Surface observations, theoretical calculations, and laboratory experiments are consistent with weathering in the harsh Venus environment (460°C, 90 bars) producing a decrease in emissivity. Analysis of Venera 9 and 10 visible and near-infrared spectra using high-temperature reflectance measurements indicates the presence of ferric oxide hematite (28). Experiments with Venus-analog atmospheres and mineral mixtures indicate that incorporation of CO2 or SO2 into secondary minerals such as calcite, quartz dolomite, or anhydrite forms a crust on primary mineral grains or glasses (29, 30). An iron oxide, probably hematite, was concentrated toward the top of the secondary mineral crust on a time scale of days (30). These secondary minerals have low emissivity at 1 μm and could mask underlying high-emissivity minerals. Because these minerals are transparent to radiation, a substantial crust micrometers thick may be required to lower emissivity. Thermodynamic calculations also predict that iron-bearing silicates, pyroxenes, and pyrite decompose in reaction with CO2 to hematite, quartz, and other phases (3134), all of which have lower emissivities than the initial minerals (35). Even if the primary compositions of these flows had unusually high concentrations of Ti, Fe, or Mg, as is found at some terrestrial hotspots (36, 37), our knowledge of weathering on Venus indicates that they should weather in the same manner as more typical basalt compositions.

It is highly unlikely that the heat of active volcanism is producing the anomalies interpreted as high emissivity, because the anomalies seem to be constant with time and equivalent to less than 20 K of temperature difference (7, 8). However, if any of the three areas are active, Idunn Mons in Imdr Regio is the best candidate. The emissivity anomaly at Idunn is roughly a factor of 2 greater than at the other hotspots. Although modeling of volcanic plumes shows that transporting volcanic gases to the top of the clouds is difficult (38), Idunn is at roughly the same latitude and upwind from the bright spot recently observed on Venus (39). Under ideal conditions, a volcanic plume could introduce sufficient volatiles into the atmosphere to cause brightening of the cloud-top albedo downwind of the volcano.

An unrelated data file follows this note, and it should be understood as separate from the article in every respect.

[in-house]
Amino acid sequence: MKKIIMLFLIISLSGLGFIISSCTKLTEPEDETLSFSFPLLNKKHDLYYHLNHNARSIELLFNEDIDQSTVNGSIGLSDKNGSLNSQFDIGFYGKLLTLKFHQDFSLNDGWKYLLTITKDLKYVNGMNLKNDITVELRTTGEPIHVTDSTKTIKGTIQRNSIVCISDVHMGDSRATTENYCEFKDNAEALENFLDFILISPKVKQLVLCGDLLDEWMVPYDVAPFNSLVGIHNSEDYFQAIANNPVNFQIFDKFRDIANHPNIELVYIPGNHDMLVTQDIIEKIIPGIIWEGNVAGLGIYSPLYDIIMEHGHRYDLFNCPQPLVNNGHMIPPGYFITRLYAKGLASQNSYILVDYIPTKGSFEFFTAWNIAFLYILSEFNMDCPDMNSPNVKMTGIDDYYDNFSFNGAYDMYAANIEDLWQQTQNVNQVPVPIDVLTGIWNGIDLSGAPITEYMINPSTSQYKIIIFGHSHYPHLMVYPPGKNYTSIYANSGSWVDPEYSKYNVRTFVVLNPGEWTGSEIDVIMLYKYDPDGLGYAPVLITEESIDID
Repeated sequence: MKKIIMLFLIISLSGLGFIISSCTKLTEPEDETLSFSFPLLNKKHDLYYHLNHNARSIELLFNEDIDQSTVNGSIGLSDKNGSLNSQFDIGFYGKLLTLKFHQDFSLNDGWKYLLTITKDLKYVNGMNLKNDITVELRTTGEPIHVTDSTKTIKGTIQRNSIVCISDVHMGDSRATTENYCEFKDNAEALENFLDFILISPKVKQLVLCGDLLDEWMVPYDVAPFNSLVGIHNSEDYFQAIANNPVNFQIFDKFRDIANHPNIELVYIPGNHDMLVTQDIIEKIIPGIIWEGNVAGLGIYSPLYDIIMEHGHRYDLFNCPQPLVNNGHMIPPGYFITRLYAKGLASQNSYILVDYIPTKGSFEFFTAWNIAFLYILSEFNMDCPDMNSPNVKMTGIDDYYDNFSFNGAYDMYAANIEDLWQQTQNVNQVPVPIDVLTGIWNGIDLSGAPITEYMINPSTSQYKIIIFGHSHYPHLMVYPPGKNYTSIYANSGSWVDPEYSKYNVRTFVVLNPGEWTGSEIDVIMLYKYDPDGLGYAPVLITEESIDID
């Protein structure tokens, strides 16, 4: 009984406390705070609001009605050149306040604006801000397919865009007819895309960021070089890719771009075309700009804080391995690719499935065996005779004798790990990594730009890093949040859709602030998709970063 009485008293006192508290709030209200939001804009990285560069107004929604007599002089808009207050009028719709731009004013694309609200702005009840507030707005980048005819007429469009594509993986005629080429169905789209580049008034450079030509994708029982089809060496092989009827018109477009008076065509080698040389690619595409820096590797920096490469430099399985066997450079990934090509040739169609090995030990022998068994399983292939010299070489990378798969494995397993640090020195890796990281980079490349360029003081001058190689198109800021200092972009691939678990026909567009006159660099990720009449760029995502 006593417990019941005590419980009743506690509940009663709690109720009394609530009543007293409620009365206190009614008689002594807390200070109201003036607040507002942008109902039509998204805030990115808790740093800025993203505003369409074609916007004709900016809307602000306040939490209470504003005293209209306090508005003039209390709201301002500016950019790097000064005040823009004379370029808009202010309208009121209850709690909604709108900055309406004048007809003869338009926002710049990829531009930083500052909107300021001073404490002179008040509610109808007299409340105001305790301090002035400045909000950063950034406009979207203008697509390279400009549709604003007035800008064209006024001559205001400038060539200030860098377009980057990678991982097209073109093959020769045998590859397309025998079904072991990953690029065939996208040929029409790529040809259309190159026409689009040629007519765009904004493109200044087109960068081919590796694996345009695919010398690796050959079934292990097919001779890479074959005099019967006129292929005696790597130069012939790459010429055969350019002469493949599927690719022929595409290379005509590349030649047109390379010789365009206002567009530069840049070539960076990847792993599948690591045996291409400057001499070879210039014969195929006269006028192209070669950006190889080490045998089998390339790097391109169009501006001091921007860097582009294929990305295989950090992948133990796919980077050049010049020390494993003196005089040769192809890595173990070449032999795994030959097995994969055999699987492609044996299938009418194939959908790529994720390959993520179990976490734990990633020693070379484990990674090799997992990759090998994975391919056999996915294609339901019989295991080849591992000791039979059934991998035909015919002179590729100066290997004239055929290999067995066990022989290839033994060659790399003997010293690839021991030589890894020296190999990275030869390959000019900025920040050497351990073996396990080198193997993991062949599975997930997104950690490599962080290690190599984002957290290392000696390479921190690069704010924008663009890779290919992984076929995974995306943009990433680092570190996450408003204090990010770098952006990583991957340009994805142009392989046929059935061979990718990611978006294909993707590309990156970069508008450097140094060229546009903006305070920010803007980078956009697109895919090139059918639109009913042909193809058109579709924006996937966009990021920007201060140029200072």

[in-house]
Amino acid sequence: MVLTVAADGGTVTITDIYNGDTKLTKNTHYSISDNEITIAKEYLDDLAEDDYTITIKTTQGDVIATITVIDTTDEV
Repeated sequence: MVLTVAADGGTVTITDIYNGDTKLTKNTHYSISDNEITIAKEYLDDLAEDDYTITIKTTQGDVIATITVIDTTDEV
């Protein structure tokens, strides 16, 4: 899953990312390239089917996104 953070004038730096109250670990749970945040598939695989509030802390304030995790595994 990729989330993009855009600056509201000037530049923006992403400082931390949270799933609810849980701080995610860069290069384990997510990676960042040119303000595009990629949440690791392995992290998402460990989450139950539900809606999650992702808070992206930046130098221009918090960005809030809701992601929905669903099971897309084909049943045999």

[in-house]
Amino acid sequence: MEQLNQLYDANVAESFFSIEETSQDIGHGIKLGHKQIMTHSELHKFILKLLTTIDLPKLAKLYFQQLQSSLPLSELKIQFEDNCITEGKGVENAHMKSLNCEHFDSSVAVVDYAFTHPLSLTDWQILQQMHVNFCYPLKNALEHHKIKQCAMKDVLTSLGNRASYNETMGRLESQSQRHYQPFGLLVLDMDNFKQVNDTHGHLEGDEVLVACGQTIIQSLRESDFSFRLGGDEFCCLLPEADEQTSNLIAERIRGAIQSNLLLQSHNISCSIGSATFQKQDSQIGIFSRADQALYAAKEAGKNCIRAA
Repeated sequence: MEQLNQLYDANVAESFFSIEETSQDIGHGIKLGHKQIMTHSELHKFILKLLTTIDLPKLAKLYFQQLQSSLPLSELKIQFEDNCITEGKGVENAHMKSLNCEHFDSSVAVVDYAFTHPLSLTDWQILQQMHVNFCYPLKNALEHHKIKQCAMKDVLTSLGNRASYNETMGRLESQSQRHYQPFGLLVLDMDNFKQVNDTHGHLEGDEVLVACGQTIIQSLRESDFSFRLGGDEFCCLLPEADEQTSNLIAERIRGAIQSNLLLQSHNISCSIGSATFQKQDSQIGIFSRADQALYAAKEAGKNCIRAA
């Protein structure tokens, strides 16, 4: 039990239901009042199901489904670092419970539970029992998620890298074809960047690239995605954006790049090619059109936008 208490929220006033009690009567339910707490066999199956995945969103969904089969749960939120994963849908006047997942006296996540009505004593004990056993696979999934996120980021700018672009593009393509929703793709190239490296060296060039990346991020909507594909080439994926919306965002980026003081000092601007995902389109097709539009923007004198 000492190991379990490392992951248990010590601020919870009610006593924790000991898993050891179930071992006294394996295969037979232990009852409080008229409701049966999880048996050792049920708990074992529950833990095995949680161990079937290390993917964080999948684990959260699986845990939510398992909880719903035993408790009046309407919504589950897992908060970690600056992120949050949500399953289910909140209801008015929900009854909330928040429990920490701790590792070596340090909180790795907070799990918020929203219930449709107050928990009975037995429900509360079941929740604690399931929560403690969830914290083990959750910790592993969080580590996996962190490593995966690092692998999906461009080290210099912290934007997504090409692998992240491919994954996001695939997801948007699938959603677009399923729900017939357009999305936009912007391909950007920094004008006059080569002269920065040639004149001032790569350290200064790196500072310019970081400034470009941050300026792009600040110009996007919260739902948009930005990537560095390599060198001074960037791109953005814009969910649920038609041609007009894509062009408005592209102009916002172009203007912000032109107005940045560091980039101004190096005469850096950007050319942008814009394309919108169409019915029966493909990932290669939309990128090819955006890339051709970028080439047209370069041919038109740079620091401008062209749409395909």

All plausible interpretations of the high-emissivity anomalies point to relatively recent volcanism. Our understanding of the composition of the surface, expected surface weathering products, and the emissivities of the key minerals suggest that the nominal emissivity observed over most of the southern hemisphere represents a weathered surface. If the high-emissivity anomalies are relatively unweathered basalt with an emissivity of 0.85 to 0.9 (36, 40), then a 12% decrease in flux implies a weathered background emissivity of as low as 0.5 to 0.6. This value is most consistent with a fine-grained hematite.

Limited information is available about weathering rates on Venus. Results from laboratory experiments on basalts under Venus conditions predict that reaction fronts could advance several micrometers in the time frame of a year (29, 30, 33, 34, 41). Clearly, the experiments to date point to very rapid weathering. However, there are numerous uncertainties about the specific minerals involved, the atmospheric composition, the oxygen fugacity at the surface, and how thick a layer is needed to change the surface emissivity. Given these uncertainties, weathering experiments support the hypothesis that the flows are relatively recent but do not provide a clear age constraint.